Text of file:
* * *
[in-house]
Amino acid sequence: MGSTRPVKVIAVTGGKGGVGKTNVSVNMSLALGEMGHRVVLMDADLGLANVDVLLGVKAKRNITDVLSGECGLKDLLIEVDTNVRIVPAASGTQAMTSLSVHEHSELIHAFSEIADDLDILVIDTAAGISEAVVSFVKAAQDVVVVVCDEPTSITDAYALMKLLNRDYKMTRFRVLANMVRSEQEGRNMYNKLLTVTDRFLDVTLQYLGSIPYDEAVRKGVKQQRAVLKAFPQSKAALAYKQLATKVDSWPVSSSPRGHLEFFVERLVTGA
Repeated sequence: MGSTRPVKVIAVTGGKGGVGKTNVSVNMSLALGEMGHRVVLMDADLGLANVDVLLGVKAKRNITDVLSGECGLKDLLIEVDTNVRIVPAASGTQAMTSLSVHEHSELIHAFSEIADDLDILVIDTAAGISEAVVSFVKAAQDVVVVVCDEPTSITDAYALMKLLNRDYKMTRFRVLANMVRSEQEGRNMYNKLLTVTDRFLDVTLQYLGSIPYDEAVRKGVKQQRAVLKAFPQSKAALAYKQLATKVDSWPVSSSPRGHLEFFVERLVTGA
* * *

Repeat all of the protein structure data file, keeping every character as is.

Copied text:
[in-house]
Amino acid sequence: MGSTRPVKVIAVTGGKGGVGKTNVSVNMSLALGEMGHRVVLMDADLGLANVDVLLGVKAKRNITDVLSGECGLKDLLIEVDTNVRIVPAASGTQAMTSLSVHEHSELIHAFSEIADDLDILVIDTAAGISEAVVSFVKAAQDVVVVVCDEPTSITDAYALMKLLNRDYKMTRFRVLANMVRSEQEGRNMYNKLLTVTDRFLDVTLQYLGSIPYDEAVRKGVKQQRAVLKAFPQSKAALAYKQLATKVDSWPVSSSPRGHLEFFVERLVTGA
Repeated sequence: MGSTRPVKVIAVTGGKGGVGKTNVSVNMSLALGEMGHRVVLMDADLGLANVDVLLGVKAKRNITDVLSGECGLKDLLIEVDTNVRIVPAASGTQAMTSLSVHEHSELIHAFSEIADDLDILVIDTAAGISEAVVSFVKAAQDVVVVVCDEPTSITDAYALMKLLNRDYKMTRFRVLANMVRSEQEGRNMYNKLLTVTDRFLDVTLQYLGSIPYDEAVRKGVKQQRAVLKAFPQSKAALAYKQLATKVDSWPVSSSPRGHLEFFVERLVTGA